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He Who Pays The Advocate, Calls The …….

August 3, 2012

Yesterday, there was an intriguing comment left on my blog from a man who lives in the same borough as me. Basically, back in June, he wanted to book a place on the annual local carer’s conference, organised and run by our local authority. He contacted the LA to arrange a place but was told that the bookings must be done through our local carers organisation. He did this but was told however, that as he is not a member of the carers organisation, he was not entitled to a place.

Whys has this stirred me into writing? I belong to several carers groups and forums and one theme that has cropped up with depressing regularity over the past couple of years is how the many large and local carers and disabled organisations that exist, seem to have become increasingly detached from serving the needs of the people they were set up to represent – the carers and the disabled.

If you look at any of the large organisation’s websites, you will see them declare advocacy and support as two of their main services. So, why does it feel that these organisations have become more remote when the need for their advocacy input has never been greater.

When I was in the midst of my battle in 2010, I approached all the major organisations for help: the NAS, Mencap, Carers Uk etc. I also contacted all my local ones as well. None of them were able to offer any help. In fact, it was the local organisations that felt the most cold towards my desperate pleas for help. Funnily enough, once the final judgement had been handed down, all the national organisations made a statement about the case, along the lines of how awful it had been that such a thing could happen; how difficult it had been for me to find support and what a landmark moment this was for disabled people. Perhaps that’s what their role is now: to proclaim rather than to provide.

I remember walking past my local carer’s office last year and seeing a huge poster in the window, celebrating its partnership with the Local Authority. I felt uneasy. I’m not saying for one moment that the authorities and the local groups shouldn’t work together – that would be completely counter productive. But I do question whether a client can receive truly independent advocacy when these organisations have such close relationships.

Lots of local authorities farm out some of their services to local organisations. A friend of mine has been involved in a ridiculous boomerang game because her LA have given over their carers assessment service to the local carer’s organisation. Ones does the assessment; the other holds the purse strings. Goodness knows what the problem is but eight months after having a “preliminary carers assessment”, no obvious outcome has been identified or acted upon. This same carers agency receives over 75% of its funding from the LA – a large proportion of that 75% coming from their annual carers grant, which I’ve always believed is meant to be for the carers. I’m pretty sure that’s what central government intended when they allocate these funds to the LAs. So, if my friend wants to challenge this inactivity, where does she get her advocacy from? She won’t be able to get it from the obvious place – the carers agency because they have become an intrinsic part of the process. Item two on this agency’s mission statement is: “providing carers with support and advice to access their rights”.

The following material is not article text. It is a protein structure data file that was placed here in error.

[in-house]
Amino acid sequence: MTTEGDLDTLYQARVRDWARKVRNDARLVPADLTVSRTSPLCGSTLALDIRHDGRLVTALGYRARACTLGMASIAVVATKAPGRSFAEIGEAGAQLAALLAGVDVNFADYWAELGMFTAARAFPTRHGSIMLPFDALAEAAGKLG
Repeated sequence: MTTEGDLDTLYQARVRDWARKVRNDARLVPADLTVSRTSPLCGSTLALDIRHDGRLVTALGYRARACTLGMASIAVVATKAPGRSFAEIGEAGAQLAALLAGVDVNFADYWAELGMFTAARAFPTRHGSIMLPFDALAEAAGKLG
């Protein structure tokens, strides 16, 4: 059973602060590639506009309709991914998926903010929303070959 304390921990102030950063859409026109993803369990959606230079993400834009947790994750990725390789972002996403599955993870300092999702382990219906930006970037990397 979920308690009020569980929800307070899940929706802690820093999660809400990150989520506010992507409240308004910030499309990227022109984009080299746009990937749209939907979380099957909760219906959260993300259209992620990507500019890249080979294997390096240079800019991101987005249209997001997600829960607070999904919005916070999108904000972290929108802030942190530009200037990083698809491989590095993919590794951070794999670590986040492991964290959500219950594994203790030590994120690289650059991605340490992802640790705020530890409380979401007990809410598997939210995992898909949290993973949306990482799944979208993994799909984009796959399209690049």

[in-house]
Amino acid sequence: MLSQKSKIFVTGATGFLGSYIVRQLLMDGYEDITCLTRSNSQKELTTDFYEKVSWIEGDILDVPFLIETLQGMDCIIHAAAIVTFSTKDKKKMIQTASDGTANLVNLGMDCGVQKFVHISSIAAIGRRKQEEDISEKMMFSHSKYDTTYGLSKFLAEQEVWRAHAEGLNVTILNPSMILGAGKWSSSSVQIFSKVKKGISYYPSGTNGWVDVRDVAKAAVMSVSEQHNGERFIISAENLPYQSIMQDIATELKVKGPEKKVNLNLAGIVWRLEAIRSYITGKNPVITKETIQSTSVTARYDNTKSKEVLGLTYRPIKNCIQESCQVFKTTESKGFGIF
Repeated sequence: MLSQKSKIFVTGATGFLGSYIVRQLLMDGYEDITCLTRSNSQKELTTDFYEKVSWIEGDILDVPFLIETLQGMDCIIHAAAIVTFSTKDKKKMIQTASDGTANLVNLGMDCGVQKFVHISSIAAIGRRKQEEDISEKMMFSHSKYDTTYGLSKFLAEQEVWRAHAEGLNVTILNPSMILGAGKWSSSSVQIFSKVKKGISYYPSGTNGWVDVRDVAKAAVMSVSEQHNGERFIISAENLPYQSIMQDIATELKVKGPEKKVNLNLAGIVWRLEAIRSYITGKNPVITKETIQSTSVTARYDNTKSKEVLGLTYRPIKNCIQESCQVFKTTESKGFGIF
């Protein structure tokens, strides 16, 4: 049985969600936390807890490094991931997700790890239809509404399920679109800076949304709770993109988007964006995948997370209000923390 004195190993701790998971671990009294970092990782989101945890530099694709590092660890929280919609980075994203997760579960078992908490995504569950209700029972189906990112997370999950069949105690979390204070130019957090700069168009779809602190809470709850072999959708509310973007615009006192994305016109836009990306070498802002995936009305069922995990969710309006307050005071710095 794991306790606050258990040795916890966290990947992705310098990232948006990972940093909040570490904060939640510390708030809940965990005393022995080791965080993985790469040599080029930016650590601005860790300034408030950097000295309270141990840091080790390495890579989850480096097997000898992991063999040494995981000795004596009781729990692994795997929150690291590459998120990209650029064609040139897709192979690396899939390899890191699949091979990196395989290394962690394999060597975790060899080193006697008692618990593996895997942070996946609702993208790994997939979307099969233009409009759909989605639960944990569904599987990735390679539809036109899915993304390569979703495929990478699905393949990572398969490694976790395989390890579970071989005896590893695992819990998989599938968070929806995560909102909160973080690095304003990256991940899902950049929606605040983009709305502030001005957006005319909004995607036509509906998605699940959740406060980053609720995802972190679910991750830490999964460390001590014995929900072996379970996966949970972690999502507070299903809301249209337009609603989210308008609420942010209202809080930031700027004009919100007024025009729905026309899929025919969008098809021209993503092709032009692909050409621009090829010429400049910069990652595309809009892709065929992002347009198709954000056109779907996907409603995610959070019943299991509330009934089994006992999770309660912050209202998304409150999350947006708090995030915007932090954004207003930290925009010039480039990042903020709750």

The government’s white paper on social care makes hardly any mention of advocacy at all which is very worrying. But even if advocacy had been more prominently on the agenda, who is going to provide it from a totally neutral position. Challenging authority is a lonely, frightening business. It’s made worse if you walk through the doors of a place purporting to support you, only to find they are indirectly or directly, part of the authority too. It doesn’t do much for your feelings of hope.

In a Panglossian world, every vulnerable person should be offered an advocate – an independent one who could really act in their best interests without a fettered agenda. Not every offer would be taken up, which is fair enough, but for those that did, the world might seem less lonely or frightening.

If there was the choice between central government issuing grants to LAs who in turn issue grants to local agencies to support the disabled and their carers; or central government issuing grants directly to advocacy services to provide support, I know which one I would choose.

 

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